MS News That Caught My Eye Last Week: Mayzent, Hookworm Therapy, Walking and Falling, ADS-5102

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by Ed Tobias |

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Ponesimod, telemedicine

NICE Does Not Favor Adding Mayzent to NHS England for Active SPMS

Currently, the only disease-modifying therapy approved for use in the National Health Service is Betaferon (interferon beta-1b). That’s a 20-year-old treatment considered to be one of the least effective of the DMTs. NICE concedes that clinical trials show Mayzent reduces the number of relapses and slows disability progression compared with a placebo. But because there is no evidence directly comparing it with Betaferon, NICE is uncertain how effective it is when compared with that treatment. NICE says it can’t judge Mayzent’s cost-effectiveness and wants more information. Come on, NICE, that’s not nice! Consider the people who would be helped by this much more effective medication and just do it.

The National Institute for Health and Care Excellence (NICE) is recommending against Mayzent (siponimod) as a treatment for active secondary progressive multiple sclerosis (SPMS) in the U.K., because its cost-effectiveness relative to an existing treatment for these patients is not known.

NICE’s draft guidance for Mayzent is open for public comment up until July 16.

Click here to read the full story.


Hookworm Infection Seen to Boost T-cells That Regulate Immune System

These researchers aren’t suggesting that being treated with hookworms is a substitute for traditional disease-modifying therapies, but a co-author thinks that it might be effective for people with mild MS or who prefer natural treatments. The idea is that this kind of infectious agent would boost the number of regulatory T-cells, which are responsible for preventing the immune system from becoming hyperactive, as it does with MS.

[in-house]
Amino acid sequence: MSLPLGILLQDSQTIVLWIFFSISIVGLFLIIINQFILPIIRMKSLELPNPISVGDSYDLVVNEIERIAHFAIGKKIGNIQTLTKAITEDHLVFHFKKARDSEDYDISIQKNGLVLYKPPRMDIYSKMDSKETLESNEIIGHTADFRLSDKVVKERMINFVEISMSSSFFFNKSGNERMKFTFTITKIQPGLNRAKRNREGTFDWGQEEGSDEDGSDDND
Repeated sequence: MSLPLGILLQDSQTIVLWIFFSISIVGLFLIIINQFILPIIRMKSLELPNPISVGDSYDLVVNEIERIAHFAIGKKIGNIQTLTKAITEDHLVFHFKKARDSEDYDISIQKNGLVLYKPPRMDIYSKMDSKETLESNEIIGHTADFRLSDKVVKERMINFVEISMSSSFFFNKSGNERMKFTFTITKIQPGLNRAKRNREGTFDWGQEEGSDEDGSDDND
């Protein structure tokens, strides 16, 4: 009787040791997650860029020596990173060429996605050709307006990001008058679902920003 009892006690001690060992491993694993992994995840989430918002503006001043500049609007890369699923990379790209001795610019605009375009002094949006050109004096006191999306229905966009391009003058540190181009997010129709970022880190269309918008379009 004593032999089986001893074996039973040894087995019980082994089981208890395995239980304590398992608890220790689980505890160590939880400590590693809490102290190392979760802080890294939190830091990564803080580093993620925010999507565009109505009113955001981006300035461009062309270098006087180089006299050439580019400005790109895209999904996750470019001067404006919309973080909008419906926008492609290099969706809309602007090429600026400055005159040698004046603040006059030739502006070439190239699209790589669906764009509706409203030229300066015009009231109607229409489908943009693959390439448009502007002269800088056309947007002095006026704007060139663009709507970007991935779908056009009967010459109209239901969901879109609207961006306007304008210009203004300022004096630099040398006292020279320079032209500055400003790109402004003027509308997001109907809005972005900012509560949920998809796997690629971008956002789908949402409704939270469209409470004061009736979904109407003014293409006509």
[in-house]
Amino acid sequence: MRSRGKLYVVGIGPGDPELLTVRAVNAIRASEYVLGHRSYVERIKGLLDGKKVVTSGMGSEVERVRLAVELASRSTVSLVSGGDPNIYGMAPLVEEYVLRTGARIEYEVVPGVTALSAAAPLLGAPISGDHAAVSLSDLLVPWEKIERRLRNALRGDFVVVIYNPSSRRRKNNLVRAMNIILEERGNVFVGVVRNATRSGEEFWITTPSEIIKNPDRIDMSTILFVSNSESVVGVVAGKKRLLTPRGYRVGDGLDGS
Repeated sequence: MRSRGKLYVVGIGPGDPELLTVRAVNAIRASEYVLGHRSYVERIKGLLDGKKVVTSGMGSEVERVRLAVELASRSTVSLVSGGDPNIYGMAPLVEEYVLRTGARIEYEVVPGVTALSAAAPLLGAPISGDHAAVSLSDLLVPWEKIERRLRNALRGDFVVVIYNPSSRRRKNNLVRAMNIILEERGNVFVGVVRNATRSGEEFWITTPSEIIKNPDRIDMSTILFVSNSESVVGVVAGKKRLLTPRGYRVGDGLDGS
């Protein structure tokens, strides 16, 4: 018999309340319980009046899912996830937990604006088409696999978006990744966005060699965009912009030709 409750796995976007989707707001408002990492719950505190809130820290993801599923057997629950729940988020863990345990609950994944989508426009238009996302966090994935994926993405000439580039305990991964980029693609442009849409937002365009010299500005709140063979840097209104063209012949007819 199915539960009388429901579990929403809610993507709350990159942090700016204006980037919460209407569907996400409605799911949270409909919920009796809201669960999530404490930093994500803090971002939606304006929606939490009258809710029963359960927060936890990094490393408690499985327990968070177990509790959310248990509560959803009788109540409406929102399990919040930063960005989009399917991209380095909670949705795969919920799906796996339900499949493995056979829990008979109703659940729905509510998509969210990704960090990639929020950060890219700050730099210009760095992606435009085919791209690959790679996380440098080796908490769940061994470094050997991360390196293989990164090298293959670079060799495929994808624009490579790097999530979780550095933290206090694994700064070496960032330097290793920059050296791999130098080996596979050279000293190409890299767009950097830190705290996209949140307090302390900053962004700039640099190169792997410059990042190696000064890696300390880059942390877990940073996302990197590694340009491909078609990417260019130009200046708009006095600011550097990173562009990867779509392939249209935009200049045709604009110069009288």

A person infected through the skin by the hookworm Necator americanus shows a spike in regulatory T-cells, specialized immune T-cells that work to limit inflammation, and a controlled infection by these generally safe worms may benefit some relapsing multiple sclerosis (MS) patients, research suggests.

“The findings of our study are encouraging. Whilst the results are modest in comparison to the current very potent and highly effective treatments available, some patients with milder disease or more inclined for natural treatments may consider this as an option,” Cris Constantinescu, a neurology professor at the School of Health Sciences, University of Nottingham and a study co-author, said in a press release.

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Walking Patterns of MS Patients Studied to Reduce Risk of Falling

This is another study that leaves me puzzled. Why was it needed? The study reports that people with MS have poor balance, and we compensate by taking shorter and smaller steps. Gee, ya think? The study concludes that “understanding step length and foot landing angle … could be two targets for gait rehabilitation.” Call me a know-it-all MS patient, but I think I could have told you that without a research study.

People with multiple sclerosis (MS) exert increased caution with their walking pattern and take smaller steps overall, a study shows.

These findings could contribute to the development of better walking rehabilitation programs and decrease the risk of falls.

Click here to read the full story.


Adamas Stopping Further Work on ADS-5102 for Walking Problems in MS

ADS-5102 would have been the second pill designed to increase walking speed. (Ampyra currently is the only one). But Adamas says even though testing showed that speeds increased by 20%, they didn’t improve as much as researchers had anticipated. So, the pharma company is cutting bait. Too bad.

Adamas Pharmaceuticals has decided to stop further clinical development of ADS-5102 (amantadine), intended to help people with multiple sclerosis (MS) who have difficulties with walking.

The decision came after the company reviewed findings from a comprehensive analysis of its Phase 3 INROADS trial (NCT03436199), which assessed the safety and efficacy of ADS-5102 in 594 MS patients with walking impairments.

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